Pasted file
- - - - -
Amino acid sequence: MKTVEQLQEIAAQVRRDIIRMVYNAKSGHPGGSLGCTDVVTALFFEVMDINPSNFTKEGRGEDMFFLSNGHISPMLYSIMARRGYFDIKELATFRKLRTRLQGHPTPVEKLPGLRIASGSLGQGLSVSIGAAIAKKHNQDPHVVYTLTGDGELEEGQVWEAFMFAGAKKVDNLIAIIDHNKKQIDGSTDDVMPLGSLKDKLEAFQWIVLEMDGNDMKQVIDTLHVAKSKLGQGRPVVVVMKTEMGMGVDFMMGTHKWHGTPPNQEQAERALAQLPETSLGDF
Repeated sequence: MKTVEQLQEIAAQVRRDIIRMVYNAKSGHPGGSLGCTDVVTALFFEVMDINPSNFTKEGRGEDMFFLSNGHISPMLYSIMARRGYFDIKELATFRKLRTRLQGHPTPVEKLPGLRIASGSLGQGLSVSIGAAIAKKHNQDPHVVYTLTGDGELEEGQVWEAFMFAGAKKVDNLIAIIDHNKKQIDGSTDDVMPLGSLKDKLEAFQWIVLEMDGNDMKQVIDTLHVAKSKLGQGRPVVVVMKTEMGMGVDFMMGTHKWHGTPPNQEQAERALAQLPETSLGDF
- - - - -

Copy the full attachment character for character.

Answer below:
Amino acid sequence: MKTVEQLQEIAAQVRRDIIRMVYNAKSGHPGGSLGCTDVVTALFFEVMDINPSNFTKEGRGEDMFFLSNGHISPMLYSIMARRGYFDIKELATFRKLRTRLQGHPTPVEKLPGLRIASGSLGQGLSVSIGAAIAKKHNQDPHVVYTLTGDGELEEGQVWEAFMFAGAKKVDNLIAIIDHNKKQIDGSTDDVMPLGSLKDKLEAFQWIVLEMDGNDMKQVIDTLHVAKSKLGQGRPVVVVMKTEMGMGVDFMMGTHKWHGTPPNQEQAERALAQLPETSLGDF
Repeated sequence: MKTVEQLQEIAAQVRRDIIRMVYNAKSGHPGGSLGCTDVVTALFFEVMDINPSNFTKEGRGEDMFFLSNGHISPMLYSIMARRGYFDIKELATFRKLRTRLQGHPTPVEKLPGLRIASGSLGQGLSVSIGAAIAKKHNQDPHVVYTLTGDGELEEGQVWEAFMFAGAKKVDNLIAIIDHNKKQIDGSTDDVMPLGSLKDKLEAFQWIVLEMDGNDMKQVIDTLHVAKSKLGQGRPVVVVMKTEMGMGVDFMMGTHKWHGTPPNQEQAERALAQLPETSLGDF